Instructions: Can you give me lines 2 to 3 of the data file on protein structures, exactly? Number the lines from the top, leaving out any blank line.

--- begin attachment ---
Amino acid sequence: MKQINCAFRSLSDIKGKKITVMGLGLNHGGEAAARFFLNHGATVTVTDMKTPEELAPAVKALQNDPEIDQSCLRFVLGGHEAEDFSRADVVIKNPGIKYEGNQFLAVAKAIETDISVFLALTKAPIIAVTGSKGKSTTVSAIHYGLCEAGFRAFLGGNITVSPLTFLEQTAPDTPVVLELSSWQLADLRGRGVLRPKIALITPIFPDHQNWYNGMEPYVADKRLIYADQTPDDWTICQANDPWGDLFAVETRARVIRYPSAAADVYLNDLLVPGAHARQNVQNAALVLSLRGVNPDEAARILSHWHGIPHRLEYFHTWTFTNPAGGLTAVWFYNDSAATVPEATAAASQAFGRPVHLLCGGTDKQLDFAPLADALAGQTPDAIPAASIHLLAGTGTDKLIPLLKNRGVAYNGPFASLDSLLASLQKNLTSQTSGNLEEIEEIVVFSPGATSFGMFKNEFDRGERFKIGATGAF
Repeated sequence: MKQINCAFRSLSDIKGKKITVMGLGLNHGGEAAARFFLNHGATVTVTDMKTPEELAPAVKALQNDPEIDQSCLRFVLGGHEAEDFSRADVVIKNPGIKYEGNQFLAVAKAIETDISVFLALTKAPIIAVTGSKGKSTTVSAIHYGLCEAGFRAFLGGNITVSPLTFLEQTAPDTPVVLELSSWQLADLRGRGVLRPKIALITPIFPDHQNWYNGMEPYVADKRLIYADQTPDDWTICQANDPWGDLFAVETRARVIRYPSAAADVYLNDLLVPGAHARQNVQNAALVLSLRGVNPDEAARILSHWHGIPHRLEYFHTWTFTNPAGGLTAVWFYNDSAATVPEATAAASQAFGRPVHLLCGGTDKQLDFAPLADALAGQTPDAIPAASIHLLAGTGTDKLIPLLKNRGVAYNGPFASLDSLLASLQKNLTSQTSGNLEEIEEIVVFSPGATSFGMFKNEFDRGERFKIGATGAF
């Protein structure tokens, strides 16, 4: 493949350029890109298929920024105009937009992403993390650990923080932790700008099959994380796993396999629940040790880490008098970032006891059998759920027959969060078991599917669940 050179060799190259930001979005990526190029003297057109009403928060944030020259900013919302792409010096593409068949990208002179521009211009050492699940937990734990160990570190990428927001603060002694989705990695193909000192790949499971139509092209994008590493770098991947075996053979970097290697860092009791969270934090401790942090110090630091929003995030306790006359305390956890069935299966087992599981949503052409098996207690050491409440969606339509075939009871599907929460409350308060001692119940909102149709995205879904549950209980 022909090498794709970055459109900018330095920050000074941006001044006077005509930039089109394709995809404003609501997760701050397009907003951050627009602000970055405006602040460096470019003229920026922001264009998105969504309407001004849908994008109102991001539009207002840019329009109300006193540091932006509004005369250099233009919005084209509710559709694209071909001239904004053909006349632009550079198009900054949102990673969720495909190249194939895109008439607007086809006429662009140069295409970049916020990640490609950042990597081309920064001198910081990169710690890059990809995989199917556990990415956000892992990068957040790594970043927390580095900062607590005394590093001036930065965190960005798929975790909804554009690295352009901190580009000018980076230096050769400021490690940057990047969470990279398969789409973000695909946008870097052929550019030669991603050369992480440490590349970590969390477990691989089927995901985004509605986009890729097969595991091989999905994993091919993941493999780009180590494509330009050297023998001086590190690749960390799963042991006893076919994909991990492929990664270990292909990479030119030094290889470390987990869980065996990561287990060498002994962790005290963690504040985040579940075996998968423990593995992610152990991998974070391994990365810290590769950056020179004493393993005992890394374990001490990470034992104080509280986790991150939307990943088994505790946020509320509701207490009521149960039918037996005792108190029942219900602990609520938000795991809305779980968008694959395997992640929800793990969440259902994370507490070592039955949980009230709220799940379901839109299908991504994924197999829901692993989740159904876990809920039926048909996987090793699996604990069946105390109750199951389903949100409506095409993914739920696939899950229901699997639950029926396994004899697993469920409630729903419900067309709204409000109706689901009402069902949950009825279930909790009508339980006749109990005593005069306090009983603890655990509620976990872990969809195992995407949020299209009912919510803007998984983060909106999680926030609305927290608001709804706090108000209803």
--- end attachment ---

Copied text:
Repeated sequence: MKQINCAFRSLSDIKGKKITVMGLGLNHGGEAAARFFLNHGATVTVTDMKTPEELAPAVKALQNDPEIDQSCLRFVLGGHEAEDFSRADVVIKNPGIKYEGNQFLAVAKAIETDISVFLALTKAPIIAVTGSKGKSTTVSAIHYGLCEAGFRAFLGGNITVSPLTFLEQTAPDTPVVLELSSWQLADLRGRGVLRPKIALITPIFPDHQNWYNGMEPYVADKRLIYADQTPDDWTICQANDPWGDLFAVETRARVIRYPSAAADVYLNDLLVPGAHARQNVQNAALVLSLRGVNPDEAARILSHWHGIPHRLEYFHTWTFTNPAGGLTAVWFYNDSAATVPEATAAASQAFGRPVHLLCGGTDKQLDFAPLADALAGQTPDAIPAASIHLLAGTGTDKLIPLLKNRGVAYNGPFASLDSLLASLQKNLTSQTSGNLEEIEEIVVFSPGATSFGMFKNEFDRGERFKIGATGAF
């Protein structure tokens, strides 16, 4: 493949350029890109298929920024105009937009992403993390650990923080932790700008099959994380796993396999629940040790880490008098970032006891059998759920027959969060078991599917669940 050179060799190259930001979005990526190029003297057109009403928060944030020259900013919302792409010096593409068949990208002179521009211009050492699940937990734990160990570190990428927001603060002694989705990695193909000192790949499971139509092209994008590493770098991947075996053979970097290697860092009791969270934090401790942090110090630091929003995030306790006359305390956890069935299966087992599981949503052409098996207690050491409440969606339509075939009871599907929460409350308060001692119940909102149709995205879904549950209980 022909090498794709970055459109900018330095920050000074941006001044006077005509930039089109394709995809404003609501997760701050397009907003951050627009602000970055405006602040460096470019003229920026922001264009998105969504309407001004849908994008109102991001539009207002840019329009109300006193540091932006509004005369250099233009919005084209509710559709694209071909001239904004053909006349632009550079198009900054949102990673969720495909190249194939895109008439607007086809006429662009140069295409970049916020990640490609950042990597081309920064001198910081990169710690890059990809995989199917556990990415956000892992990068957040790594970043927390580095900062607590005394590093001036930065965190960005798929975790909804554009690295352009901190580009000018980076230096050769400021490690940057990047969470990279398969789409973000695909946008870097052929550019030669991603050369992480440490590349970590969390477990691989089927995901985004509605986009890729097969595991091989999905994993091919993941493999780009180590494509330009050297023998001086590190690749960390799963042991006893076919994909991990492929990664270990292909990479030119030094290889470390987990869980065996990561287990060498002994962790005290963690504040985040579940075996998968423990593995992610152990991998974070391994990365810290590769950056020179004493393993005992890394374990001490990470034992104080509280986790991150939307990943088994505790946020509320509701207490009521149960039918037996005792108190029942219900602990609520938000795991809305779980968008694959395997992640929800793990969440259902994370507490070592039955949980009230709220799940379901839109299908991504994924197999829901692993989740159904876990809920039926048909996987090793699996604990069946105390109750199951389903949100409506095409993914739920696939899950229901699997639950029926396994004899697993469920409630729903419900067309709204409000109706689901009402069902949950009825279930909790009508339980006749109990005593005069306090009983603890655990509620976990872990969809195992995407949020299209009912919510803007998984983060909106999680926030609305927290608001709804706090108000209803």